the Creative Commons Attribution 4.0 License.
the Creative Commons Attribution 4.0 License.
Priority flow divider valve and its dynamic analysis using various hydraulic drive systems: a bond graph approach
Dharmendra Kumar
Om Prakash
Kaushik Kumar
The priority flow divider valve (PFDV) is used in power hydraulic system to split the supply flow in dual paths, i.e., primary path and secondary path. The flow ratio in each path is either predetermined or can be adjustable as per the loading conditions. The stated properties of the valve can be applied in a steering mechanism in automobile and a hydrostatic power transmission unit in a wind turbine. In a steering mechanism, it helps the system to perform two different functions against two different loads simultaneously, whereas, in a wind turbine, it can be used in hydrostatic power transmission unit to reduce the power fluctuation obtained from it. The hydrostatic power transmission system with PFDV (^{SM}HPTS_{PFDV}) used in a steering mechanism and the hydrostatic power transmission system with PFDV (^{WT}HPTS_{PFDV}) used in a wind turbine are modeled using the bond graph technique, and simulated in SYMBOLS Shakti software to analyze the steady and dynamic performance of the PFDV. The userdefined rectangular and sinusoidal variable pump speed has been used as inputs for system performance analysis. It is found that the PFDV may handle dual loads simultaneously, and it eliminates the use of multiple control valves to operate the same dual loads. Hence, it not only improves the system stability but also reduces the maintenance cost of the system. Moreover, the power and energy loss through the PFDV have been analyzed for both applications. It has been found that the power loss through the PFDV is higher when it is connected with ^{SM}HPTS_{PFDV}. Also, the influences on the power and energy loss through PFDV are analyzed under various loading conditions.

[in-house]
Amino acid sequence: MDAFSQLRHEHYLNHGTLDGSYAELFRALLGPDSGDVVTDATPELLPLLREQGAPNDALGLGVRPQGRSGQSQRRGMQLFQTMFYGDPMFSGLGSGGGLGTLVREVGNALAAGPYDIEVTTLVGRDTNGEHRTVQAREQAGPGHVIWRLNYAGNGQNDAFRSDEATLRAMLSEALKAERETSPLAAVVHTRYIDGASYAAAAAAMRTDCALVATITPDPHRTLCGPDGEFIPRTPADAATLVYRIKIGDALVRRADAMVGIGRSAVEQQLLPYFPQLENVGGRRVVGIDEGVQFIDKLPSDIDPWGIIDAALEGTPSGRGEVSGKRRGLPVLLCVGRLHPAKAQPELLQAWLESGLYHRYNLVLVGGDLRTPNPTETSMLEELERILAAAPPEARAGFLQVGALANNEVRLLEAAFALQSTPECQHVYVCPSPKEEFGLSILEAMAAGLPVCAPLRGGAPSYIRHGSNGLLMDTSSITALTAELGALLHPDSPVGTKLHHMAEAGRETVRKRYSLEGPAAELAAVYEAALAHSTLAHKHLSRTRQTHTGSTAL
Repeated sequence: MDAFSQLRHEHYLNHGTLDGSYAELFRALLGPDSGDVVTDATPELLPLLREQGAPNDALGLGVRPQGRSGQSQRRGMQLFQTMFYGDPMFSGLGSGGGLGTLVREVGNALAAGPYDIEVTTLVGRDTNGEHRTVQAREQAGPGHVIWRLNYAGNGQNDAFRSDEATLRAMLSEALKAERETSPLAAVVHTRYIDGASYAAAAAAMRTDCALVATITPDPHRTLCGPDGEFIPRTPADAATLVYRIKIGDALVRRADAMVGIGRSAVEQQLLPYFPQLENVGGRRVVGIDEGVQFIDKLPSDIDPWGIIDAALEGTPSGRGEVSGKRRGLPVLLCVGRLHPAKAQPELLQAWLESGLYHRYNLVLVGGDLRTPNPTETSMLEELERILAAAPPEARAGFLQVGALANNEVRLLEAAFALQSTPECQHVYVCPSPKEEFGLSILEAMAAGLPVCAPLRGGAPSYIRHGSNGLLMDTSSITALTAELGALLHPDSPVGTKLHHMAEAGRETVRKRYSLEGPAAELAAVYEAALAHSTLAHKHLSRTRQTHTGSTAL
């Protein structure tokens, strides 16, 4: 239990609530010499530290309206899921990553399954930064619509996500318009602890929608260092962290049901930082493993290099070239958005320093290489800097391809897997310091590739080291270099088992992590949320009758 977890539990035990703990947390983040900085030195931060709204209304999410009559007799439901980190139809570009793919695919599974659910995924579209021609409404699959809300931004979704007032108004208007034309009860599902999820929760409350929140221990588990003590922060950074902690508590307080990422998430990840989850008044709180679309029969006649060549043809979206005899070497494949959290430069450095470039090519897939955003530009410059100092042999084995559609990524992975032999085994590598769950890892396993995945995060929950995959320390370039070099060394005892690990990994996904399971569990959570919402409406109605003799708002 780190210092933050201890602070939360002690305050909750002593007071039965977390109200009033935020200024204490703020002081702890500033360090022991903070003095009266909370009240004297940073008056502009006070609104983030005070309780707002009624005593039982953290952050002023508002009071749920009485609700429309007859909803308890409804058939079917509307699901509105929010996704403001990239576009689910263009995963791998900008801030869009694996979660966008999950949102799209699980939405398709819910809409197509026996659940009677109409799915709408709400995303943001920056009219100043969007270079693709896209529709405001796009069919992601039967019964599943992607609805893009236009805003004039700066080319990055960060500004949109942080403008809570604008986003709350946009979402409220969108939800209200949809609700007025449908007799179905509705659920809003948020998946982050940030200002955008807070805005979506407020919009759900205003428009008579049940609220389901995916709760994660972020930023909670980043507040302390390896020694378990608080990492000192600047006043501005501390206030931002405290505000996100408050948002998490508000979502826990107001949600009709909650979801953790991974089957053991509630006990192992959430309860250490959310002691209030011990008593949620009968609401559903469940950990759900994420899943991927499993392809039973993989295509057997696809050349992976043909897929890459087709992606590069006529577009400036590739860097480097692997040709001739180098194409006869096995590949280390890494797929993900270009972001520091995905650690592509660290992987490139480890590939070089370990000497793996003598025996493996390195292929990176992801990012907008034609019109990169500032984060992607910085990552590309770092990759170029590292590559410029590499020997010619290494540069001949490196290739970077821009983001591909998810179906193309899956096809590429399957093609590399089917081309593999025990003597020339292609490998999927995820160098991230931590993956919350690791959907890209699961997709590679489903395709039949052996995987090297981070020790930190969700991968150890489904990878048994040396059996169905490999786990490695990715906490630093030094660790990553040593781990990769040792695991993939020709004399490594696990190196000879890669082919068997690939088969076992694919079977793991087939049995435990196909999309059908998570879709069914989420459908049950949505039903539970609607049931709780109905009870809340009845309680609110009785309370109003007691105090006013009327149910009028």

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A hydrostatic transmission system generally transmits power from one rotating element to another rotating element using a fluidic medium. It is capable of transmitting higher power in a compact area. The wellknown components for a hydraulic system are a hydraulic pump, different control valves, an accumulator, and an actuator or hydraulic motor. The overall efficiency of a hydraulic system is an important parameter, and it is adversely affected by the leakages from its different components. The leakages are more with the increment of the number of hydraulic components and hence decrease the overall efficiency of the hydraulic system. Therefore, an effective hydraulic system design may improve the overall efficiency of the system (Ding et al., 2020; Mahato and Ghoshal, 2021). When it is required to perform dual functions by a hydraulic power system, the engagement of the hydraulic components are generally more. Hence, the probability of affecting the overall efficiency of the system is comparatively higher. To reduce the engagement of the hydraulic components or to improve the system design, a priority flow divider valve (PFDV) is a key component of a dualfunction deliverable hydraulic system.